Rossi then sent a letter to the museum board Feb. 22.
"I believe that if the name is removed there would be substantial inquiries throughout the community for the reason. All parties have people who would be favorable to their position, however airing one's 'dirty laundry' will benefit no one," he wrote. "I can not recognize any positive benefits for the Museum as a result of this action."
Rossi said he never received a response to the letter. He did meet with a few board members, as the vote on the name's removal from the theater drew near. All but one reacted positively to his argument for keeping it, Rossi said, and the other was noncommittal. But on Feb. 27, the board voted: Theater Mack would become the Cayuga Museum Carriage House Theater.
A few of the "nos" Rossi and Mack anticipated weren't at the vote, they said. Board President Calarco said the board members who did vote to change the name were motivated by the opportunity to rebrand the theater "so that it is more in line with our mission." She deferred further comment on the matter to the museum's legal representative, Jeff Gosch, who declined comment.
McHugh said the new name emphasizes the theater's history — and by bearing the museum's name, the new one makes the theater easier for visitors to find. But she added that the museum's relationship with Mack also motivated the board's vote. Though he has been "extremely generous" to the institution, Mack could be commanding toward its personnel, McHugh said.
"We debated long and hard, but in the end, we decided we couldn't allow someone to call the shots for us," she said. "You don't talk to people that way."
Mack responded that the only thing he wanted to command was the respect a donor of his magnitude deserves. With its vote, he continued, the museum board denied not only him that respect, but his family.
"I told them to take my name off the building. My mother didn't. ... My sisters and brothers haven't. My two kids haven't. And that's our name," he said. "It's ironic that they decided that someone else can't make a decision who's going to play there, but they can make a decision who's in charge of my name."
For that reason, Rossi sent the museum board another letter on April 17. After suggesting that some members may not have understood the Maciulewicz family's legacy at the museum when they voted to rename the theater, Rossi requested on Peter and his family's behalf that the museum repay them $125,000 in funds they gave to renovate it. He argued that the board accepted the money on the "express condition" that it name the theater after the family, and that the board's vote to rename it made repayment to the family "properly and legally demanded."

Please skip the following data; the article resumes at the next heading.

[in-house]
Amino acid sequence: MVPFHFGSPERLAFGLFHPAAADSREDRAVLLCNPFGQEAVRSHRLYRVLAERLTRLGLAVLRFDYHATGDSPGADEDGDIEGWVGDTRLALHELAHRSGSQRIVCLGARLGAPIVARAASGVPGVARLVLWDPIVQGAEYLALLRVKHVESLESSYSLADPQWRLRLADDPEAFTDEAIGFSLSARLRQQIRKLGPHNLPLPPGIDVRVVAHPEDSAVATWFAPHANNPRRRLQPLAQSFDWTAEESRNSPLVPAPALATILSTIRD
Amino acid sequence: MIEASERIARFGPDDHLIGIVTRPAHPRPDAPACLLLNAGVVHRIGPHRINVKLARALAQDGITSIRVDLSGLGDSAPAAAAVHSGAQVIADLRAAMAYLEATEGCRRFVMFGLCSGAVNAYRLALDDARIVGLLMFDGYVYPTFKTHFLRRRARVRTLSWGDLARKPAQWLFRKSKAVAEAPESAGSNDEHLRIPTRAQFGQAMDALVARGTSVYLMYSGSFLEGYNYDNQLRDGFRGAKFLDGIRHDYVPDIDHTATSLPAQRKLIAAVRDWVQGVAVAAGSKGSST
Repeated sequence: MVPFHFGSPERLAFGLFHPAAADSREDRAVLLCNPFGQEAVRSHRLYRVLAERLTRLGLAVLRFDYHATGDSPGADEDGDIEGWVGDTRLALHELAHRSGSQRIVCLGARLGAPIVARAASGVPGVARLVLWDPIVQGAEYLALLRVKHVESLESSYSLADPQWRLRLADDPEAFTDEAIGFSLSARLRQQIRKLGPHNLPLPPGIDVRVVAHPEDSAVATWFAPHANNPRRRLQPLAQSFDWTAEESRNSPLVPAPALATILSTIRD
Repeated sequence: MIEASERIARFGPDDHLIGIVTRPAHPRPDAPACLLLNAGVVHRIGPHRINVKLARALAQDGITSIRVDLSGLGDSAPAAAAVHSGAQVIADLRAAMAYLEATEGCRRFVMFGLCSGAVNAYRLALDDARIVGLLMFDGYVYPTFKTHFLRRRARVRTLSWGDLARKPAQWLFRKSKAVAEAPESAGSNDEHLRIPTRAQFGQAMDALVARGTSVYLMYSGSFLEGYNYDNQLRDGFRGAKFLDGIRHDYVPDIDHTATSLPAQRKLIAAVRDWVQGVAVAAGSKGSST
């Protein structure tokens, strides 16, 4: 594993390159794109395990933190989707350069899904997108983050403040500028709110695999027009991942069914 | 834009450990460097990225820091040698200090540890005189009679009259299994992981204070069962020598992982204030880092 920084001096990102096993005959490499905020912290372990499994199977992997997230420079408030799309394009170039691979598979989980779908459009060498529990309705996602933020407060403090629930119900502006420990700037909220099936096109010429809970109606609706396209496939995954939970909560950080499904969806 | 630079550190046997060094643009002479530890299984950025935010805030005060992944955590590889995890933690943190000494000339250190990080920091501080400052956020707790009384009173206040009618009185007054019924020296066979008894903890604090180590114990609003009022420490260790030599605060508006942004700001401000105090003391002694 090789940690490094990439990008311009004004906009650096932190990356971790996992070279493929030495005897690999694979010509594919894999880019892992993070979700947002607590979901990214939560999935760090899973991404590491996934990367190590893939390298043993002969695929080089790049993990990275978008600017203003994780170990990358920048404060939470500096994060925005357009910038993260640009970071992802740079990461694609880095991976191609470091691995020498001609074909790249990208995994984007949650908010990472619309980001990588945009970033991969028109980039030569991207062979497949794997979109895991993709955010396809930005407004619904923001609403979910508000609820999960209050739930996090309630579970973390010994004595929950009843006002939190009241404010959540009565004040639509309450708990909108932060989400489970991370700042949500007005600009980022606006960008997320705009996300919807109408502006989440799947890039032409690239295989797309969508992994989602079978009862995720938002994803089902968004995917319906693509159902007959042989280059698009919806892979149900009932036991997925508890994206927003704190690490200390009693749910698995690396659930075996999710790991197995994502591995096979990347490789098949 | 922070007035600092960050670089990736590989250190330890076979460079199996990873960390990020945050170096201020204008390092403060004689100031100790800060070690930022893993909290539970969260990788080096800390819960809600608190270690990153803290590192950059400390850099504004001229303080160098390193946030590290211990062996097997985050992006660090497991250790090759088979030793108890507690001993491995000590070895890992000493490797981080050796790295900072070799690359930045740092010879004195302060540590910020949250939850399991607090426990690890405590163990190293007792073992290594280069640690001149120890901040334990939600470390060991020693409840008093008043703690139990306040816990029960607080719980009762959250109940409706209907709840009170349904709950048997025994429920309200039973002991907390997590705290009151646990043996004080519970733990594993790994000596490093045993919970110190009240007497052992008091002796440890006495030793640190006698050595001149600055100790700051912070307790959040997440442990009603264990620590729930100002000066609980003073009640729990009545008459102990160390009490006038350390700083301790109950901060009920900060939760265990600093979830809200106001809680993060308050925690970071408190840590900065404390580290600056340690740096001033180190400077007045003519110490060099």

McHugh, however, said the theater's naming wasn't a quid pro quo.
"I deal with donations all the time. I'm careful about accepting things that have strings attached," she said. "Our museum and our legal advisers feel we have no problem defending our decisions."
The name change didn't take effect until late August, after the Finger Lakes Musical Theatre Festival's The Pitch series ended its summer run at the theater. Meanwhile, the museum presented a new Earth Fest event in April and a jazz concert by another artist in May, both with funding from DeFrancisco's program. Eidel said the museum is in line to receive another grant from it next year.
Less certain is the possibility of legal action against the museum by Mack and his family. Peter said he's "still cooling off," so he has yet to decide. Rossi has been in contact with the museum's legal representation, but said it is unclear what a resolution would look like. Additionally, Rossi is unsure "if Peter would accept anything different besides restoration of the name."
Whether or not the dispute is resolved, Mack said he is done with the Cayuga Museum until McHugh and a few members of its board of trustees are, too. It's them he blames for ruining his relationship with what "was really a special place to me," a place he'd stop on the way home from school to gaze at its Native American artifacts and cases of glow-in-the-dark birds — a place he, his family and his company helped build into what it is today.
"They can't remember the history of what people do there," Mack said. "They're in the history business. And they don't even know their own history."